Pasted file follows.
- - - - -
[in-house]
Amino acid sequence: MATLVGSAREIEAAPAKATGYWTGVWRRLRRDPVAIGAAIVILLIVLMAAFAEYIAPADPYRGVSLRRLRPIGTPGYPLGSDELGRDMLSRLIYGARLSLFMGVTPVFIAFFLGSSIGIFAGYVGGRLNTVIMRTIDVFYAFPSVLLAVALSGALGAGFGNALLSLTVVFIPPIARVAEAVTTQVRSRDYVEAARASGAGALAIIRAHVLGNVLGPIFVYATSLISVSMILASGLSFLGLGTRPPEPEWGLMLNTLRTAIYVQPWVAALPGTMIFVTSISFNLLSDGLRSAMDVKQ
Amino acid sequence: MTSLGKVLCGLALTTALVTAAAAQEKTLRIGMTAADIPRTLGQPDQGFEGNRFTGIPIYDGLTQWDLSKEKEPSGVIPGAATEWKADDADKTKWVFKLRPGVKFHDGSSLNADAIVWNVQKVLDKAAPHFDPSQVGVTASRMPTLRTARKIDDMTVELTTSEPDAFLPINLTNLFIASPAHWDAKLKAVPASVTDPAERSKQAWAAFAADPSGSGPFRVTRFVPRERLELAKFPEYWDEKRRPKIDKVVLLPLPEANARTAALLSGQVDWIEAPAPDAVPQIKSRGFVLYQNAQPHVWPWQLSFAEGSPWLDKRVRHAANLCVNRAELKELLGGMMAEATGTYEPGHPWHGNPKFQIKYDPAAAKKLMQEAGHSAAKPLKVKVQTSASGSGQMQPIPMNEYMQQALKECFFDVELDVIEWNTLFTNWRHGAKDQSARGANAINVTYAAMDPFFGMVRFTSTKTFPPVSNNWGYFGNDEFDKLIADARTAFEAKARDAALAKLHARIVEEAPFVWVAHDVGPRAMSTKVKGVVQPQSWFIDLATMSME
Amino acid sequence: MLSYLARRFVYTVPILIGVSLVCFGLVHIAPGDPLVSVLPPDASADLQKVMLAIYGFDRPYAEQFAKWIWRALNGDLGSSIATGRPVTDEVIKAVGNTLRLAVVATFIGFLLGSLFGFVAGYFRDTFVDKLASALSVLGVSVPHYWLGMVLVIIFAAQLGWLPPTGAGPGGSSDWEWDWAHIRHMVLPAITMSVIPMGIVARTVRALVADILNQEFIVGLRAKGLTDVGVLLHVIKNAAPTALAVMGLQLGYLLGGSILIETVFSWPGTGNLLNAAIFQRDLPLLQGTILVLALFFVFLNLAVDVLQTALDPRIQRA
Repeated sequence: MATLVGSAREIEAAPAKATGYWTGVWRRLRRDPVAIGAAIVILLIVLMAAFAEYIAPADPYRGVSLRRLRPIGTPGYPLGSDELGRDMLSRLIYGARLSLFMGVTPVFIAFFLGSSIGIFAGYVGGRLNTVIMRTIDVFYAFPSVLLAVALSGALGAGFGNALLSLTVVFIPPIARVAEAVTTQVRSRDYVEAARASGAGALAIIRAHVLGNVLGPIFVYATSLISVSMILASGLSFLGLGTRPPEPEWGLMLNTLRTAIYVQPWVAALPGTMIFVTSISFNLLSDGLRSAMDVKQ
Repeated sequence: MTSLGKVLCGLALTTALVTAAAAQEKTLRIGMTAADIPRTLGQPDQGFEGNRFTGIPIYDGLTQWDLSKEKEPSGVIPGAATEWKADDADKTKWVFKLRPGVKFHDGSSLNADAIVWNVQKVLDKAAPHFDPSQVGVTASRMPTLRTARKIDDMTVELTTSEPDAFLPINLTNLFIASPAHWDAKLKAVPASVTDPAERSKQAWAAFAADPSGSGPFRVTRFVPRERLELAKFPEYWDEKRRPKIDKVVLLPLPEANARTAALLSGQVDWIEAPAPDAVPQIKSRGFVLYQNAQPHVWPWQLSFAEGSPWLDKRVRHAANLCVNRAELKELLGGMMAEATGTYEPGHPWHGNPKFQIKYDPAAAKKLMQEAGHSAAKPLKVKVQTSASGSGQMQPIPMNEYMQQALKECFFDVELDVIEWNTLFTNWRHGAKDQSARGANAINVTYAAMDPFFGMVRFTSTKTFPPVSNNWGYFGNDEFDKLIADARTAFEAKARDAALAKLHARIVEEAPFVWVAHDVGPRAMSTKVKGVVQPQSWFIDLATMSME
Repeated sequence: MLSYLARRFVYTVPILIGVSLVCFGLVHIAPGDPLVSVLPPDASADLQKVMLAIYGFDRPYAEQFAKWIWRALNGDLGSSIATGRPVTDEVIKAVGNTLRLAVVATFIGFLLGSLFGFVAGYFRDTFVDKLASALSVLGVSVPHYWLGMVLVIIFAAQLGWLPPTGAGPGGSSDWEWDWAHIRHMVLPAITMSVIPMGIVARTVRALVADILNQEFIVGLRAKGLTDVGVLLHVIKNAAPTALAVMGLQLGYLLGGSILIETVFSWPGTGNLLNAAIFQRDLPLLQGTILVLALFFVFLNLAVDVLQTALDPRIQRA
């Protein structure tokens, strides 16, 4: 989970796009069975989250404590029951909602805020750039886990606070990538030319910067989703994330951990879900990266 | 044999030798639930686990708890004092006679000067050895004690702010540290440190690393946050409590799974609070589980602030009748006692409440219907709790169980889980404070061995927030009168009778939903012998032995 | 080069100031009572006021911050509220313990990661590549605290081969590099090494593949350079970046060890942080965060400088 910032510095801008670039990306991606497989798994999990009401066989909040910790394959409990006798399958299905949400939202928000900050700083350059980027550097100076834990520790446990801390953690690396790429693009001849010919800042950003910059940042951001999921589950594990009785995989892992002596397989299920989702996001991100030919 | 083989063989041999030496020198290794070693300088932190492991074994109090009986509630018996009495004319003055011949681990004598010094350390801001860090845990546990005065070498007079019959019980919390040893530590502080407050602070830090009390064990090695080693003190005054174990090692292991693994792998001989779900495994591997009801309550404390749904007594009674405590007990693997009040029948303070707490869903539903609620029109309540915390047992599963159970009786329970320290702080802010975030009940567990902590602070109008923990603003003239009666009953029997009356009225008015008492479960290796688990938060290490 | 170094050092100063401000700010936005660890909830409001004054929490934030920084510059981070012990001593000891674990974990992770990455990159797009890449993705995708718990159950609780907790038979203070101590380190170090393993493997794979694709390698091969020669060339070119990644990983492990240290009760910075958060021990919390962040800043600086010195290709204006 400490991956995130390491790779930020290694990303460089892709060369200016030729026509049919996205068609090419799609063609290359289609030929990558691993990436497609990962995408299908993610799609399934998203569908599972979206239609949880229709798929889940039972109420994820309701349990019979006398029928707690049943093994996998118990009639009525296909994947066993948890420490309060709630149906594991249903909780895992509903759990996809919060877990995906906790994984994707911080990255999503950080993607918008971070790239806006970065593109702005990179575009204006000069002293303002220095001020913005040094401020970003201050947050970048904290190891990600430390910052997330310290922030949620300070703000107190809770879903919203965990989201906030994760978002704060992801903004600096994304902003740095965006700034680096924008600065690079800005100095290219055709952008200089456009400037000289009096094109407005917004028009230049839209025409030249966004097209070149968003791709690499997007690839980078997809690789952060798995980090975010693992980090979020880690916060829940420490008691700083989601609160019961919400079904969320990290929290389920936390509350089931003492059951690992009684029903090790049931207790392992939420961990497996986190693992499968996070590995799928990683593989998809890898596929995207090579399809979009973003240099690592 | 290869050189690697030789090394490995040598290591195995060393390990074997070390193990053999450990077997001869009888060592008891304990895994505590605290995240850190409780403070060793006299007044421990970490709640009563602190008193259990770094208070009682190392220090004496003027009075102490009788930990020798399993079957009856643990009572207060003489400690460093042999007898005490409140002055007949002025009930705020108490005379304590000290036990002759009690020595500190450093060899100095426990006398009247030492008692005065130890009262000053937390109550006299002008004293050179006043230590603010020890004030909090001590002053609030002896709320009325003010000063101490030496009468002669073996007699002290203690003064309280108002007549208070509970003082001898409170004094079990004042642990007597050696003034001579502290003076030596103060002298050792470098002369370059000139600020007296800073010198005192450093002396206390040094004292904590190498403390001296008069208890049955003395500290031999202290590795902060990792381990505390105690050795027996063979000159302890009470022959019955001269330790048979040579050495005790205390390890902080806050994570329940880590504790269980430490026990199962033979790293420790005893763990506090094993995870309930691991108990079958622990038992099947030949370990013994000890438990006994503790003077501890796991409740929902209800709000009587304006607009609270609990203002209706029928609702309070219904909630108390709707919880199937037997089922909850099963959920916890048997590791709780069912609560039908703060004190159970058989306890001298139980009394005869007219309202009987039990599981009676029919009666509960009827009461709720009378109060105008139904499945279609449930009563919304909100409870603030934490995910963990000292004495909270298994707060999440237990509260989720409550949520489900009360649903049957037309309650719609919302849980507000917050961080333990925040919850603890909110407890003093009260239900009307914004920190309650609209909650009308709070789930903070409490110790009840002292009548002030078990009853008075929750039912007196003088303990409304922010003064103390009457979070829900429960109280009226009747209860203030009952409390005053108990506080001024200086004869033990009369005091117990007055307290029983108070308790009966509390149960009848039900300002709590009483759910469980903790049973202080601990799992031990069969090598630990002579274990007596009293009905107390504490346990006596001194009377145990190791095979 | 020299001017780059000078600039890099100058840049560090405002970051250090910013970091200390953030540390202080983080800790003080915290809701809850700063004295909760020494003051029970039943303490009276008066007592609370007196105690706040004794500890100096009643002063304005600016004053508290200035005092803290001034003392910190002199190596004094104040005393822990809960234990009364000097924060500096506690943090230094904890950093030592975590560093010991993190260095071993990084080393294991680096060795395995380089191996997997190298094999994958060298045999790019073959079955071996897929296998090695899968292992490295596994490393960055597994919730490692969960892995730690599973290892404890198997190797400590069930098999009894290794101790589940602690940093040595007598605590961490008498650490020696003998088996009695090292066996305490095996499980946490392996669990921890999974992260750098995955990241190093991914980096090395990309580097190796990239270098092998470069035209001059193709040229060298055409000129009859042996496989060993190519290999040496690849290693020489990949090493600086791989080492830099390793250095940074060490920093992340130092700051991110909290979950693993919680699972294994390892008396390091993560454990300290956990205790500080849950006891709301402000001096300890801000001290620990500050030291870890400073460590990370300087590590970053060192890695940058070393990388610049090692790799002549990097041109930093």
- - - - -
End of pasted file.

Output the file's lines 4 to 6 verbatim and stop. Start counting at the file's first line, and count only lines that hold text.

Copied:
Amino acid sequence: MLSYLARRFVYTVPILIGVSLVCFGLVHIAPGDPLVSVLPPDASADLQKVMLAIYGFDRPYAEQFAKWIWRALNGDLGSSIATGRPVTDEVIKAVGNTLRLAVVATFIGFLLGSLFGFVAGYFRDTFVDKLASALSVLGVSVPHYWLGMVLVIIFAAQLGWLPPTGAGPGGSSDWEWDWAHIRHMVLPAITMSVIPMGIVARTVRALVADILNQEFIVGLRAKGLTDVGVLLHVIKNAAPTALAVMGLQLGYLLGGSILIETVFSWPGTGNLLNAAIFQRDLPLLQGTILVLALFFVFLNLAVDVLQTALDPRIQRA
Repeated sequence: MATLVGSAREIEAAPAKATGYWTGVWRRLRRDPVAIGAAIVILLIVLMAAFAEYIAPADPYRGVSLRRLRPIGTPGYPLGSDELGRDMLSRLIYGARLSLFMGVTPVFIAFFLGSSIGIFAGYVGGRLNTVIMRTIDVFYAFPSVLLAVALSGALGAGFGNALLSLTVVFIPPIARVAEAVTTQVRSRDYVEAARASGAGALAIIRAHVLGNVLGPIFVYATSLISVSMILASGLSFLGLGTRPPEPEWGLMLNTLRTAIYVQPWVAALPGTMIFVTSISFNLLSDGLRSAMDVKQ
Repeated sequence: MTSLGKVLCGLALTTALVTAAAAQEKTLRIGMTAADIPRTLGQPDQGFEGNRFTGIPIYDGLTQWDLSKEKEPSGVIPGAATEWKADDADKTKWVFKLRPGVKFHDGSSLNADAIVWNVQKVLDKAAPHFDPSQVGVTASRMPTLRTARKIDDMTVELTTSEPDAFLPINLTNLFIASPAHWDAKLKAVPASVTDPAERSKQAWAAFAADPSGSGPFRVTRFVPRERLELAKFPEYWDEKRRPKIDKVVLLPLPEANARTAALLSGQVDWIEAPAPDAVPQIKSRGFVLYQNAQPHVWPWQLSFAEGSPWLDKRVRHAANLCVNRAELKELLGGMMAEATGTYEPGHPWHGNPKFQIKYDPAAAKKLMQEAGHSAAKPLKVKVQTSASGSGQMQPIPMNEYMQQALKECFFDVELDVIEWNTLFTNWRHGAKDQSARGANAINVTYAAMDPFFGMVRFTSTKTFPPVSNNWGYFGNDEFDKLIADARTAFEAKARDAALAKLHARIVEEAPFVWVAHDVGPRAMSTKVKGVVQPQSWFIDLATMSME